Current status of the Early Holocene Flood hypothesis in the Black Sea
|Category||Tectonic & Seismotectonic|
|Location||International Geological Congress,oslo 2008|
|Author||Yanko-Hombach, Valentina۱; Gilbert, Allan۲; Dolukhanov, Pavel۳|
|Holding Date||11 October 2008|
The Black Sea’s environmental significance is reflected in the 2005—2009 IGCP 521 and INQUA 501 projects focused on the "Black Sea–Mediterranean Corridor during the last 30 ky with respect to sea-level change and human adaptation". These projects are testing the Early Holocene flood hypothesis (Ryan et al.  at 7.2 ky BP or  at 8.4 ky BP), in which a catastrophic Mediterranean inflow caused rapid sea-level rise in the Black Sea from ca. —100m to its present mark. The inundation abruptly impacted prehistoric human societies in the surrounding areas and formed the basis for the biblical Great Flood legend.
The hypothesis was closely examined in recent publications: a special June 2007 issue of Quaternary International (Yanko-Hombach and Yilmaz, 2007) and a major book, The Black Sea Flood Question: Changes in Coastline, Climate, and Human Settlement (Yanko-Hombach et al., 2007). Most researchers found Early Holocene flooding of the Black Sea to be a myth, reporting the following. The Black Sea was a semi-fresh to brackish (but never freshwater) Neoeuxinian lake with a level about —100m below present at the LGM. About 17 ky BP, factors related to deglaciation raised the lake level to —20m, spilling excess semi-fresh water into the Sea of Marmara and forming a mid-shelf delta at the southern end of the Bosphorus Strait (Hiscott et al., 2007). After ca. 9.8 ky BP, the level of the Black Sea never again dropped below the —50m isobath, nor did it exhibit fluctuations greater than about 20m. The brackish Pontic lake ultimately became a semi-marine basin through oscillating Marmara seawater entry, with periodic immigration of Mediterranean organisms with the first wave of immigration at ca. 9.5 ky BP.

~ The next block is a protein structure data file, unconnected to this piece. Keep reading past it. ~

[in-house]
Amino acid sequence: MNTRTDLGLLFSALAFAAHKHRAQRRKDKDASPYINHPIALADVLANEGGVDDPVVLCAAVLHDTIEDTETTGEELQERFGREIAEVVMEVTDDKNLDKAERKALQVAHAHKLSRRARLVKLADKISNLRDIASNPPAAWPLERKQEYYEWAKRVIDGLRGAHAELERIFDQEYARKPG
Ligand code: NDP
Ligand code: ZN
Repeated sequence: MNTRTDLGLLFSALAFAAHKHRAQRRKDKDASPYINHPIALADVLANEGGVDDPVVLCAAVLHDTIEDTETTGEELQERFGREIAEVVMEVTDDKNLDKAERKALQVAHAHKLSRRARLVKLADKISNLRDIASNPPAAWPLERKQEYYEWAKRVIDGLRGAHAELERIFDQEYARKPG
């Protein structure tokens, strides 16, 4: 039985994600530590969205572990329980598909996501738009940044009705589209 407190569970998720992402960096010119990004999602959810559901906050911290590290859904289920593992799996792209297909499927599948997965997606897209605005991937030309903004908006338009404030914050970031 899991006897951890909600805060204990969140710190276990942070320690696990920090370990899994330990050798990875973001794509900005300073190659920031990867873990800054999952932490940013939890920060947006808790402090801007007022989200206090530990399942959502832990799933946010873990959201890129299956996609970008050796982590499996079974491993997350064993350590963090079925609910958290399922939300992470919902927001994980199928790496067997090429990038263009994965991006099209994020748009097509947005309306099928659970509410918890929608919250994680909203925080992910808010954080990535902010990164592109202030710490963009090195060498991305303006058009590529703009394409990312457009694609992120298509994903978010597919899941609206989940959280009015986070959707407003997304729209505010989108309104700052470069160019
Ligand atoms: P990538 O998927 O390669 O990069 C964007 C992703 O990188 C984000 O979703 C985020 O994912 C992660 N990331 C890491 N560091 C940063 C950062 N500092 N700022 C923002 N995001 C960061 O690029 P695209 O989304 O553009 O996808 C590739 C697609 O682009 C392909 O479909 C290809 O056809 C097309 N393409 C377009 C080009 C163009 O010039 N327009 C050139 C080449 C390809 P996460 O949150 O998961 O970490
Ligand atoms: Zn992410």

Contra Turney and Brown (2007), no significant cultural changes characterize the archaeological record of the region during the 8.4–7.2 ky BP interval coeval with the proposed flood. At this period, the North Pontic steppe and the Caucasian coast supported Mesolithic forager groups who possessed neither domestic plants nor animals but relied increasingly on aquatic resources, harvesting of wild plant foods, and a lifestyle combining sedentism with seasonal transhumance. Sites cluster in landscapes with diverse and predictable wild resources, especially marine estuaries, lakes, and river floodplains.
Even if the Black Sea rose catastrophically and flooded the North Pontic plain, few foraging bands would have been displaced from the now drowned shelf area considering the low population density typical of steppe-dwellers. Mesolithic and early Neolithic archaeological data in Ukraine provide no support for a sudden cultural shift at the time of the proposed flood (Anthony, 2007). The earliest indications of agriculture come from the Zagros foothills in the Near East: 11.7—8.4 ka BP (Bar-Yosef, Meadow, 1995) corresponding to the cool, dry Younger Dryas climatic period, including the subsequent rapid increase in rainfall at the beginning of the Holocene.